Major businesses that shot themselves in the foot
Take note businesses of Australia, you too can come unstuck if you don’t keep your eyes on the road.
Take heed and read some cautionary tales of some once-great businesses that really landed on their knees when they failed to see the writing on the wall. There are some harsh business lessons to be learned here…
They were once the undisputed kings of photography and film. But man, did these guys ever stuff up.
Not only did Kodak miss the digital camera revolution – they actually started it – then purposefully avoided taking part…. Say what?
You see, back in ’75, Kodak engineer Steve Sasson actually invented the digital camera. They had it right there in the bag – the disruption of film photography and the next generation of image capture and storage.
But Kodak’s management had zero clue what they had.
“Kodak had the patents and a head start, but ignored all that.” – Peter Diamandis
Worse, they thought it was something to keep quiet about for fear of killing the film aspect of their own business. They basically said “That’s cute Steve, but keep it quiet or you will ruin our film business“.
Ironically, by burying the tech and becoming fearful of losing old film revenue, they signed their own death warrant. You can’t say they didn’t have every chance.
So maybe if you find yourself discovering your own disruption, just roll with it instead of attempting to bury it. Embrace the future or someone else will.
2) Toys ‘R’ Us
Here we have another very cautionary tale which blares warnings about lacking in vision, failing to spot a massive innovation potential, and actively sabotaging your own success out of fear.
Toy’s ‘R’ Us dominated the toy retail market for many years, getting its start selling baby merchandise to the burgeoning ‘baby boom’ after WW2. The store evolved to toys only and in 1957 the business as we know it adopted the infamous name and ruled the toy market for decades by becoming a ‘supermarket for toys’.
At its height, in the 90’s, they were worth some $12 billion and had cornered 25% of the world’s toy market with 1450 locations. Too big to fail? Nope – they just failed to innovate.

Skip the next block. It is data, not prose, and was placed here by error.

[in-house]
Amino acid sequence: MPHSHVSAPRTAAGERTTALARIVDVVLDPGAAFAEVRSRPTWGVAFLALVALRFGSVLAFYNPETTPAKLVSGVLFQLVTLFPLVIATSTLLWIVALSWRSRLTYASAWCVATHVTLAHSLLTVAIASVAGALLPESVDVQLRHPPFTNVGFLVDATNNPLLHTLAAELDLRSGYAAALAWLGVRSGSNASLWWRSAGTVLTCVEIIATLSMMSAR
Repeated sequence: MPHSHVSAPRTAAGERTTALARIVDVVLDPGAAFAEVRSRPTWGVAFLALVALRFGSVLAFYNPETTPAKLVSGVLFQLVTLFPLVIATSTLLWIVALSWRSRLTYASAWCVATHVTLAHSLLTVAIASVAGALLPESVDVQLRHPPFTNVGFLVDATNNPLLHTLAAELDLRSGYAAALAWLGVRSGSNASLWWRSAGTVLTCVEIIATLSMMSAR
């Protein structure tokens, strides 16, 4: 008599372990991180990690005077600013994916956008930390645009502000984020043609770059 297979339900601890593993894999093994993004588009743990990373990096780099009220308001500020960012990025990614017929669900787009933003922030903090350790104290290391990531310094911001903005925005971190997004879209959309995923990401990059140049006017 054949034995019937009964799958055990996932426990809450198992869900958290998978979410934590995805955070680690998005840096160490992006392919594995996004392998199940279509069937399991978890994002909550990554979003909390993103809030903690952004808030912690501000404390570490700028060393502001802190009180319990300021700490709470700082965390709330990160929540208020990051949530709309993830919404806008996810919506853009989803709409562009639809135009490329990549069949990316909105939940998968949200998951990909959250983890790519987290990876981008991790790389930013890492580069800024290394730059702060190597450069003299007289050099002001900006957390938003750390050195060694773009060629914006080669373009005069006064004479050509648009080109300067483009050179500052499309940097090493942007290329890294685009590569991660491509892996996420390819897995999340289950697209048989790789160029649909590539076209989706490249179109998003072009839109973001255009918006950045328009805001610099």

They met their end through a failure to understand the upcoming online retail environment back in 2005 when they struck a disastrous deal with Amazon.
What happened? Well, the deal with Amazon was intended to position Toy’s ‘R’ Us as the sole toy supplier to the online platform, essentially giving Toy’s ‘R’ Us an avenue to sell toys online as an exclusive Amazon partner. They chose this route instead of pioneering their own online retail solution and maintaining control over their operations.
“They outsourced their e-commerce business to Amazon early on in an extraordinarily foolish deal that gave Amazon tremendous insight into customers and customer behaviour, and it gave [Toys R Us] basically nothing,” – Mark Cohen
Eventually Amazon reneged on the deal after learning valuable lessons, no longer allowing Toy’s ‘R’ Us exclusivity. Toy’s ‘R’ Us sued them of course but the damage had been done – It was too late to invest in their own online platform, their opportunity was missed and the toy giant finally popped and went bankrupt in 2017.
Poor Blockbuster video. Many of us still remember how it used to be, yet it’s still hard to grasp just how important Blockbuster was to the family home, sharehouse and bachelor pad. Weekends, sick days and wintry nights were spent nipping down to the rental store, getting a few copies of Groundhog Day, paying your massive late bill and ducking home to rack up another one.
“Have you returned the movies?” echoed throughout the living rooms of the world for years.
Then it all came crashing down around their ears and they really only had themselves to blame.
At first Blockbuster started getting surpassed by mail rental services like Netflix, who had an innovative subscription model. Then they were surpassed by internet streaming services like… Netflix.
Hmm if only they had the chance to partner with or perhaps buy out Netflix and re-capture the market for themselves. Whats that? Oh they totally did.
Blockbuster passed on partnering with Netflix in the early 2000’s.
Not only did they pass, they did not even see the value in the mail order and then streaming services until it was too late. They eventually saw the writing on the wall far too late tried to enter the market with Blockbuster Online. No guesses how well that went.
So not only did they not see the next two phases of market evolution, they declined to be a part of it when handed a second chance. Ooph.
With Blockbuster now long bankrupt, there is but one Blockbuster store left in the universe – get thee down to the town of Bend in Oregon if you need a nostalgia fix and maybe want to pay some late fees.